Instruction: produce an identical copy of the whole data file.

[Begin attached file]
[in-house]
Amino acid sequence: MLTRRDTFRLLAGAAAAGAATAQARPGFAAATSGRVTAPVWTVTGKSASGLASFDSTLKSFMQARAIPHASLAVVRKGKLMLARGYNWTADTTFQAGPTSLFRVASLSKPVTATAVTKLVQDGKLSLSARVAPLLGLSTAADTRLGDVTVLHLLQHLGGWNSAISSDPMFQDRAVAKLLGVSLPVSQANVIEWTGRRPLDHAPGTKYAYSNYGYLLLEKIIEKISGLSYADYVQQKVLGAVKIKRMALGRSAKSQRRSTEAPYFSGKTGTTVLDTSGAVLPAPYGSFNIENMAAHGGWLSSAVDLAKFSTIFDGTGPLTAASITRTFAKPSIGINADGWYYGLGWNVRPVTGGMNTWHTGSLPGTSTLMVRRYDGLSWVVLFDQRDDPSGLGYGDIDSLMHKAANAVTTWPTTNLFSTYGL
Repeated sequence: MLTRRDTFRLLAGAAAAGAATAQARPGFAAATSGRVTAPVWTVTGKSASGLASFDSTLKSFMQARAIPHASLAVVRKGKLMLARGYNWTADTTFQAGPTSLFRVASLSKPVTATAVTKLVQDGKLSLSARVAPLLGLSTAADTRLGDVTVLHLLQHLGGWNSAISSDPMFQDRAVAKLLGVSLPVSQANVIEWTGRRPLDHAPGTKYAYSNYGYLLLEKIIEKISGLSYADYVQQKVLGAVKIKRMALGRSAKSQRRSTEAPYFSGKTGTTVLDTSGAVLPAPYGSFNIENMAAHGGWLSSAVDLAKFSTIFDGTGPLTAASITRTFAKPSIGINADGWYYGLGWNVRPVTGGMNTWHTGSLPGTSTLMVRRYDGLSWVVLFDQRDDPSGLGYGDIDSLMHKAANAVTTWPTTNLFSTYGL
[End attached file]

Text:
[in-house]
Amino acid sequence: MLTRRDTFRLLAGAAAAGAATAQARPGFAAATSGRVTAPVWTVTGKSASGLASFDSTLKSFMQARAIPHASLAVVRKGKLMLARGYNWTADTTFQAGPTSLFRVASLSKPVTATAVTKLVQDGKLSLSARVAPLLGLSTAADTRLGDVTVLHLLQHLGGWNSAISSDPMFQDRAVAKLLGVSLPVSQANVIEWTGRRPLDHAPGTKYAYSNYGYLLLEKIIEKISGLSYADYVQQKVLGAVKIKRMALGRSAKSQRRSTEAPYFSGKTGTTVLDTSGAVLPAPYGSFNIENMAAHGGWLSSAVDLAKFSTIFDGTGPLTAASITRTFAKPSIGINADGWYYGLGWNVRPVTGGMNTWHTGSLPGTSTLMVRRYDGLSWVVLFDQRDDPSGLGYGDIDSLMHKAANAVTTWPTTNLFSTYGL
Repeated sequence: MLTRRDTFRLLAGAAAAGAATAQARPGFAAATSGRVTAPVWTVTGKSASGLASFDSTLKSFMQARAIPHASLAVVRKGKLMLARGYNWTADTTFQAGPTSLFRVASLSKPVTATAVTKLVQDGKLSLSARVAPLLGLSTAADTRLGDVTVLHLLQHLGGWNSAISSDPMFQDRAVAKLLGVSLPVSQANVIEWTGRRPLDHAPGTKYAYSNYGYLLLEKIIEKISGLSYADYVQQKVLGAVKIKRMALGRSAKSQRRSTEAPYFSGKTGTTVLDTSGAVLPAPYGSFNIENMAAHGGWLSSAVDLAKFSTIFDGTGPLTAASITRTFAKPSIGINADGWYYGLGWNVRPVTGGMNTWHTGSLPGTSTLMVRRYDGLSWVVLFDQRDDPSGLGYGDIDSLMHKAANAVTTWPTTNLFSTYGL